Master Weaver from Kutch, India
Rajan Vankar is a young master weaver in the 4th generation from the rural Kutch region of India. The 21 year old artist is fully dedicated to his craft of traditional Kutch weaving, while sharing the story and culture with the world. “When I was a child, at the age of 10, I had a dream – to introduce my weaving all over the world. In my heart, I dreamed about going abroad, to show my weavings and to present myself, and to represent, maintain and preserve my traditions.” He has been learning and practicing the art of weaving since the age of nine, when his father started to teach him how to weave. In the same year he went to the capital New Delhi for the first time. Travel, work, weaving and family business were all new to him. After a 15 days trip, he came back to the village and started to learn the process. Since then, he has been learning and practicing weaving, dying and how to manage the family business on the side.
“When I was ten, eleven, twelve years old, many visitors were coming to our village and family workshop to view the looms. In my family no one understands or speaks English very well, so I wanted to change that matter. I realized there are some foreign visitors in our workshop and a guide who translated between my father and the visitors. I was watching them and the scene was hurting me, because they did not know what the guide told the visitors.” Rajan taught himself English. It was not included in the curriculum of his regional school, but as he puts it, “If I can speak English, I can tell the truth. I can tell my own stories. I can express my love about my weaving, what we are doing, how we preserve them. Now I have worked with one designer from Japan for two years and I learned a little Japanese. I speak little Russian, little Turkish. And now I’m starting to learn Arabic.”
Many young people choose to not go in their parents’ footsteps and continue the craft traditions. When asked if he at any point had second thoughts about his path as a weaver growing up, he reveals it could also have come differently “That’s the thing; my family never expected that I would pass the exam when I completed my 10th class studies, because I was always working on my weaving and traveling for shows in India. But I passed the exam and my family said that I can continue. One half of me wants to join university, while the other half thought about how I was born in this traditional weaving family.” Rajan decided to go to university to study computer engineering. Two and half years into his studies, 80 percent of his focus was always with the weaving. Thus, he discontinued the computer engineering studies and dedicated himself to the Kutch weaving. “I felt that I was born for weaving and I think weaving has selected me. There are so many people in my community. This is the art practiced by my community, in my village and in my entire region.”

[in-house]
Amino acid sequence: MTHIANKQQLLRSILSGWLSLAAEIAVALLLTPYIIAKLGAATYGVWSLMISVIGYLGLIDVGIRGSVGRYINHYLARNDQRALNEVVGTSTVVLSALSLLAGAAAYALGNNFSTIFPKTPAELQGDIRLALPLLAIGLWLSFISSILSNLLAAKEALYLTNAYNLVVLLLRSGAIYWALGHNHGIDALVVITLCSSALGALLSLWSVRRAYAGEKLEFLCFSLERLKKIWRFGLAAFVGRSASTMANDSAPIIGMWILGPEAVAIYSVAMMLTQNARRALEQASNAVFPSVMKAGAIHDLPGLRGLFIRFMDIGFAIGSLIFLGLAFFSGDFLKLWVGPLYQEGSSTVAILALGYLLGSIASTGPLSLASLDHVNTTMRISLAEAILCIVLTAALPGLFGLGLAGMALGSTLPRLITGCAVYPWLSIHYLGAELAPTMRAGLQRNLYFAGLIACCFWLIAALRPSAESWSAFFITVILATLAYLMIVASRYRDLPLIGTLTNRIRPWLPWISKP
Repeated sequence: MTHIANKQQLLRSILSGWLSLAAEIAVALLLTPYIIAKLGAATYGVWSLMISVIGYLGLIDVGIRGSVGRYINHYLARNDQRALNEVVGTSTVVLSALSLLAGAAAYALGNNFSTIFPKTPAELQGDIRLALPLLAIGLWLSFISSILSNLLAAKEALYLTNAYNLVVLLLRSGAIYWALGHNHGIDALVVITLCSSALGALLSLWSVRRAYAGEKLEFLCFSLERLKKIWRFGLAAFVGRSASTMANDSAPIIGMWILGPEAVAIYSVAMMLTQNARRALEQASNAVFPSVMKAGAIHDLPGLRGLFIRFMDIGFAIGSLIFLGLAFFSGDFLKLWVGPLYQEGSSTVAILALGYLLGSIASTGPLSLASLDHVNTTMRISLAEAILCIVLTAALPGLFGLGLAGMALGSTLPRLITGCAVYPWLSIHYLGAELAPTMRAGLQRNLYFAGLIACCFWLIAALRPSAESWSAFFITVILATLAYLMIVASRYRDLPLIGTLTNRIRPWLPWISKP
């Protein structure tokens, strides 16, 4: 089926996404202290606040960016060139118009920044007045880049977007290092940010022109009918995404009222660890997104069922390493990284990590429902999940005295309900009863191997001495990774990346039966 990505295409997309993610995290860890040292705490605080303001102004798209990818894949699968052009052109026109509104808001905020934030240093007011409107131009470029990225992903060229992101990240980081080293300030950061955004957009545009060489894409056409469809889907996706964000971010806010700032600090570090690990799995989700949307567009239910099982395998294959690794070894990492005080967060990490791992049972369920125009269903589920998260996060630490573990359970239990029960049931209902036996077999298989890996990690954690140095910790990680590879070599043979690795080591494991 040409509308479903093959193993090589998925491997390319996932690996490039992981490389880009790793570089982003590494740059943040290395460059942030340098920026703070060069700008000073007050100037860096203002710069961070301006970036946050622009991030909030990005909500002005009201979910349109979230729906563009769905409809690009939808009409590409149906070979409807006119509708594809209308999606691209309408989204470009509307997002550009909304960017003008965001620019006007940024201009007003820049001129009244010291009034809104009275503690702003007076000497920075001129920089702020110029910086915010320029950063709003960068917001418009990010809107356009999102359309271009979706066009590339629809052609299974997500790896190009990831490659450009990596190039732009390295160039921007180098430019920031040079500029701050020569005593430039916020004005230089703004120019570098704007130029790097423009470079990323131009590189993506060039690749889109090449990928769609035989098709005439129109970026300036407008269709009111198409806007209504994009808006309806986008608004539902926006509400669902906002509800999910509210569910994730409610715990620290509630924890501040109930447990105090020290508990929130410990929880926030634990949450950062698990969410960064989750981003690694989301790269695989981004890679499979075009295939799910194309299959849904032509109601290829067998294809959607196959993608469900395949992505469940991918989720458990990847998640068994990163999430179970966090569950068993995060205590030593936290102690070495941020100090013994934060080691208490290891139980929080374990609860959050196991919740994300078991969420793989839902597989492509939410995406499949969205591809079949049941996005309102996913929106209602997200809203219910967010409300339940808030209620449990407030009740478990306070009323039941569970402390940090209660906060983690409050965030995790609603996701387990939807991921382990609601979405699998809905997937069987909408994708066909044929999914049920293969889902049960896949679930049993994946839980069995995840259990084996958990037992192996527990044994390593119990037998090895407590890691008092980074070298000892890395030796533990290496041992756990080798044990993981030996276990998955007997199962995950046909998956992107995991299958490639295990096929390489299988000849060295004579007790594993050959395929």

But, Rajan points out, if he would only weave, while nobody knew his work, it would not be enough to keep it up. “I have to maintain the weaving, the dying, telling the story, managing the everyday business and travel to the cities. That makes the artist in a sense, and makes the difference to the others. I feel that the weaving selected me to present my family traditions all over the world.”
Traditional Kutch Weaving
The traditional Kutch weaving is a 600 years old tradition and practiced by Rajan’s family since 150 years. The weaving is done by an extra-weft weaving technique, where a weft yarn is used in the warp of the loom. The weaving with extra weft creates the distinctive designs with geometric patterns. The characteristic, intricately handwoven motifs form the identity of the Kutch weaving. The design and materials have developed and changed with time, but the motives stay the same.
In the 1950s, Rajan’s grandfather was weaving traditional Dahbda blankets. The Rabari community in the Kutch region are cattle herders. They provided sheep wool to the Vankar family and Rajan’s grandfather would in return weave the Dahbda blankets for the Rabari community. At that time, the Dahbda was a much demanded, typical product in the region, and a system of circulation of material and products was in place between the communities. In 1980’s the Vankar family started to make stoles in acrylic wool. In 2000, the big change was Australian merino wool. Since then, the family has innovated their weaving with many types of yarns, such as handspun tussar silk and organic cotton.
Rajan uses primarily handspun fibers such as sheep’s wool, tussar silk and cotton. For the fine merino yarn, the raw wool is imported from Australia to Ludhiana in the Punjab region in northern India, where the mills of the pure fine wool are located. Rajan’s family sources their wool there since four decades. Additionally, he uses local desi wool. The yarns are dyed with natural and azo-free dyes.
Rajan mainly makes shawls and stoles, but also handwoven bedspreads. The desi sheep wool is handspun by his grandmother and older women of the Rabari community. He points out that it requires extraordinary skill and understanding about the yarn and how to spin fiber to thread. Rajan has taken to Instagram to share the process and tradition that goes into the family’s products. In stories and videos he explains each part of Kutch weaving, the symbolic meaning of the motifs, and how the material is treated from spinning and dying to finished shawl.
Creativity and tradition in the design process
Rajan and his father both weave the same motifs, but have developed different styles and different color palettes. Rajan elaborates on his design process. “We think our designs in our mind. Then we create by our heart and we do the design by our hand. We do not use any paper or something like that to weave the design. When I am making a new design, I am fully focused on that. Sometimes I take fifteen days or one month to think about the new design. Because I want to make a marketable design. If I don’t make a marketable design, there’s no meaning for my days. And I take my full time, before I start the weaving.”